It is Thursday, and after doing some work behind the scenes here at Your Best 11, we're getting to your questions. There is plenty to discuss, so let's have at it!
This is an oldie but goodie, that I never got around to from Sully. I think I'm going to ride with LSU in this discussion, and that does not include the hyper controversial Jeremy Hill. Rather, if I'm taking a backfield, it is Alfred Blue and Kenny Hilliard.
Alabama doesn't actually have an established duo yet. It has T.J. Yeldon and a bunch of studs waiting to get on the field. As for Georgia, I think Todd Gurley might be the best back in the SEC this year, but I don't think he and Keith Marshall are an actual "tandem" in that backfield. To me, Gurley is THE GUY, and Marshall is the backup.
Blue, when healthy, is just a notch below Gurley and Yeldon, which still makes him a dangerous running back. On the flip side, Hilliard is a more capable feature back than the unproven Bama guys, or Marshall.
Wring your hands at numbers all you want, I'm taking LSU's tandem, but honestly, you can't go wrong with either of the picks.
@InTheBleachers Explain the differences between a D that uses boundary/field and 1 that just uses LCB/RCB— Big nole fan (@osceolafan2) August 8, 2013
Ah, the classic field-corner discussion.
Basically, a field corner plays to the field side, while the boundary corner plays to the boundary side. You see it in a lot of different college defensive systems as a way to put your best cover corner and more versatile guy in the best possible alignments.
A lot of teams like to pass toward the boundary, but more important than frequency of passing to the boundary is that this is the cornerback with the least help. That means he can't be a liability covering the other team's best receiver when he is isolated away from the defense.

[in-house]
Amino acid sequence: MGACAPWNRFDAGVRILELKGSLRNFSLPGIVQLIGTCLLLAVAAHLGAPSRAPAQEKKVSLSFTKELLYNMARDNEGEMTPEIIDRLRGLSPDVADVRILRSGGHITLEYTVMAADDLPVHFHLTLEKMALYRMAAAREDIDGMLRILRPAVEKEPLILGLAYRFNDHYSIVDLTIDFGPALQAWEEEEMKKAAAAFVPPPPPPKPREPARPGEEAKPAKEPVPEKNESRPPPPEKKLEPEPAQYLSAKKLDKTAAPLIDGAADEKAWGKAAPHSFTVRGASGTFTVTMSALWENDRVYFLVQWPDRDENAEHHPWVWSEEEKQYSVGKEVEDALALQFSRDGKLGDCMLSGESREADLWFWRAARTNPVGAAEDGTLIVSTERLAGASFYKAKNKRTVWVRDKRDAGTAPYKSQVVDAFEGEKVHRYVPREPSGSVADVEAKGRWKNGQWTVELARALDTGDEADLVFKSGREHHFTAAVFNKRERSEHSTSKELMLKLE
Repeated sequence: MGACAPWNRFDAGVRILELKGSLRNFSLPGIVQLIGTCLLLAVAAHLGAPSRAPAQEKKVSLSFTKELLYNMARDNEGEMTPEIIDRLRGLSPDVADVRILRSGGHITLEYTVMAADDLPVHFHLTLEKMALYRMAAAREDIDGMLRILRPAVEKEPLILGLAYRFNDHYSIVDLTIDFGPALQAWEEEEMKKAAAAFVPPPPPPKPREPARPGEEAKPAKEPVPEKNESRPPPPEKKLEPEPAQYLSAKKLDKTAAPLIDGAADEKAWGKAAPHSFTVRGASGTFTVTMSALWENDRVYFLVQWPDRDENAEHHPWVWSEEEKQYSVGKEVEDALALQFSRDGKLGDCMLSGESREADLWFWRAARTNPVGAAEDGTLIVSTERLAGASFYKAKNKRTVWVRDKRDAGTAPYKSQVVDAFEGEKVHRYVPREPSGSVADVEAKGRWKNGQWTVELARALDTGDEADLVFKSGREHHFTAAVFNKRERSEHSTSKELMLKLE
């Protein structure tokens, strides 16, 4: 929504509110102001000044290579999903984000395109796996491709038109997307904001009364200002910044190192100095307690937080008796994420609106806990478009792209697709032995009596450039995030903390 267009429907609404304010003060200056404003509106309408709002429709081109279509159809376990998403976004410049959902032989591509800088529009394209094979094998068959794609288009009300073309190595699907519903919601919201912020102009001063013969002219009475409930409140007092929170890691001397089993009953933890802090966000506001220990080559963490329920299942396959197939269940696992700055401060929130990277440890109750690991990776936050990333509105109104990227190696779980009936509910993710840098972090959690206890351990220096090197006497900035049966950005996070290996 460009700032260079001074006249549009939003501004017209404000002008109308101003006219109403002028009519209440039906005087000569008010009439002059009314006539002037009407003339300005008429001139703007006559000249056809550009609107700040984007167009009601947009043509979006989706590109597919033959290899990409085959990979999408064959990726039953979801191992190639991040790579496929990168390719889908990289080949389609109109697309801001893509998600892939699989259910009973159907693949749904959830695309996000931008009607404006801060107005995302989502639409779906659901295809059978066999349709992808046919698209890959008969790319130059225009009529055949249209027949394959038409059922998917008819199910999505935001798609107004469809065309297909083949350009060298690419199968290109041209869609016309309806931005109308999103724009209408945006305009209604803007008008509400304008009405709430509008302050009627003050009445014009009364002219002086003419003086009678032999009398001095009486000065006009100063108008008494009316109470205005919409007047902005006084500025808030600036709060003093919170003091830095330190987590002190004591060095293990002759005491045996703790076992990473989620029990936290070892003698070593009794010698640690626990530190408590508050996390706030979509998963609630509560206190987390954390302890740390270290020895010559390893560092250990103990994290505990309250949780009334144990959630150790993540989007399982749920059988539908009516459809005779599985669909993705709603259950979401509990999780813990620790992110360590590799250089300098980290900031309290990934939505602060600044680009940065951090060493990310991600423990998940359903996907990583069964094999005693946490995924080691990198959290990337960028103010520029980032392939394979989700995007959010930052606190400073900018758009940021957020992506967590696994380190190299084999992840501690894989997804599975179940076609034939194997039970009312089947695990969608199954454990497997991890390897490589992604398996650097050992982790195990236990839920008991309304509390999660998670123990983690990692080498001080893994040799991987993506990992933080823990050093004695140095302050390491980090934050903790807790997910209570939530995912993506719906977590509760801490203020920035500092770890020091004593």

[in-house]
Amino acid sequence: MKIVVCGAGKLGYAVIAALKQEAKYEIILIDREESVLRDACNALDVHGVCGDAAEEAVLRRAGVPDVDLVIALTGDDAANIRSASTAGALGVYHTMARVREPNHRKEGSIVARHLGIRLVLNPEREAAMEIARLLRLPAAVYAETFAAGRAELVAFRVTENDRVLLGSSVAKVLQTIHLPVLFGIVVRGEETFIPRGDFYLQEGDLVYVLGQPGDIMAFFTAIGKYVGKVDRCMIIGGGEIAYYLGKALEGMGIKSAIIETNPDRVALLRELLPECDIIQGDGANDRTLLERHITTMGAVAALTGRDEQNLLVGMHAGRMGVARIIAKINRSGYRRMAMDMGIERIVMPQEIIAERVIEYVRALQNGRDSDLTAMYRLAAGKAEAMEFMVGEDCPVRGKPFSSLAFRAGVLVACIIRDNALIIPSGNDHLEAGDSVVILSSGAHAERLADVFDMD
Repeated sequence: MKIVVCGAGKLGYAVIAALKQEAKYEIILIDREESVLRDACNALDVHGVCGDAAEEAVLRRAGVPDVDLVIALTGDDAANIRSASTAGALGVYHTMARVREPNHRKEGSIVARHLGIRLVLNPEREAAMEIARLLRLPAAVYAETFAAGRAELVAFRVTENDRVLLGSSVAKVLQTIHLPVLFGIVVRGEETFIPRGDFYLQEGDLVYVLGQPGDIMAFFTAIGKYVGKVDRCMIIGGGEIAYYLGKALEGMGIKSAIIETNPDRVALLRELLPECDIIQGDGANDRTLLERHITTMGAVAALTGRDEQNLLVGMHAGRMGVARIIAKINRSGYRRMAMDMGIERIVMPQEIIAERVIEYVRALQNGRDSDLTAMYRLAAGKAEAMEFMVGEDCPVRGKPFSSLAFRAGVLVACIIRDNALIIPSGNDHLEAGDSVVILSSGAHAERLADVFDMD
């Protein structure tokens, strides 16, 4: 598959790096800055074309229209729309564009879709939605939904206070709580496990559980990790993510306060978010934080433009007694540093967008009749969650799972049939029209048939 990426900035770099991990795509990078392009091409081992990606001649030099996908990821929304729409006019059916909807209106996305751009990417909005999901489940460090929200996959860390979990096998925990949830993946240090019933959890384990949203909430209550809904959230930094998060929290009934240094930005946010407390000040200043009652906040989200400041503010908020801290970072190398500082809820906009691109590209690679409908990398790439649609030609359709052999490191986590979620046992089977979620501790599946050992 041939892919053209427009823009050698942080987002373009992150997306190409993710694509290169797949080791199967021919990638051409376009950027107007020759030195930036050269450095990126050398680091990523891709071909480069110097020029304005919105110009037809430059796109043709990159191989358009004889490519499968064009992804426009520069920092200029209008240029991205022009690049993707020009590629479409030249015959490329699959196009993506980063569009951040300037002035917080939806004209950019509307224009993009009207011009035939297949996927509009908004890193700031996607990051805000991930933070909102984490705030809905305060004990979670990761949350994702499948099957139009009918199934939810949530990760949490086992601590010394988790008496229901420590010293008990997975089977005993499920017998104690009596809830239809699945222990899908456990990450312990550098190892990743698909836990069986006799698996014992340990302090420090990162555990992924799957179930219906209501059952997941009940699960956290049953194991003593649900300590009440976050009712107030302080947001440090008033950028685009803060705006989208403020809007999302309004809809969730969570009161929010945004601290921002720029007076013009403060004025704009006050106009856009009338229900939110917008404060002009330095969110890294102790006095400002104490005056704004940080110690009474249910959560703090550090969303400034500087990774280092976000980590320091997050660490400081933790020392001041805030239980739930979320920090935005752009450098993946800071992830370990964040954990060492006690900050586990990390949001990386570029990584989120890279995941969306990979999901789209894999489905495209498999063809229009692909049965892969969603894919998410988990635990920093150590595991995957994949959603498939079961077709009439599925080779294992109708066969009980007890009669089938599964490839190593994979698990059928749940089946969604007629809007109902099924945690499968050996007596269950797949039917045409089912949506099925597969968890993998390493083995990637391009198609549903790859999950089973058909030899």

A lot of teams like to run to the field side, but the real problem for defenses is the amount of space to the field side in the college game because of the wide hash marks. Because there is more ground to cover, teams like to have more defenders to protect all of the extra area. That also means more safety help.
When an offense likes to run to the field side, having more safety help allows the corner to be aggressive against the run, while safeties protect over the top.
Playing the boundary corner is a position that a lot of corners earn over time in a program. After proving they can handle the field duties, they show they can excel on an island and then transition to the heavy responsibility of the boundary corner.
There are plenty of teams that use the simple left and right alignments. The beauty of football is that you do not have to be married to anything. Teams that play boundary and field assignments can easily become left and right units if the offense they are facing dictates such a move.
The same goes for teams that play sides. Should an opponent present a time when matching up man full-time or playing boundary and field present itself, a team will not hesitate to do just that.
I don't even know that James Gayle is the best defensive lineman at Virginia Tech, let alone best defensive lineman in the league. He can certainly play, and is among the best, but the league has legit players both inside and outside on the defensive line.
Starting with Gayle's teammate, Derrick Hopkins, in the middle I really like Aaron Donald from Pitt, Timmy Jernigan at Florida State, and I am patiently waiting to see what becomes of Kaleb Ramsey. He was once a big time prospect at Boston College, especially to be a long-stick end at the next level, but injuries have sidelined him. I'm looking forward to seeing Ramsey, and these other guys, put it together.
As for the ends, a lot of folks like Kareem Martin at UNC, I'm curious to watch Jeremiah Attaochu assert himself in Ted Roof's system at Georgia Tech. Gayle fits right into the thick of this group at the top of the ACC. A few of these players will have to separate themselves as the season progresses.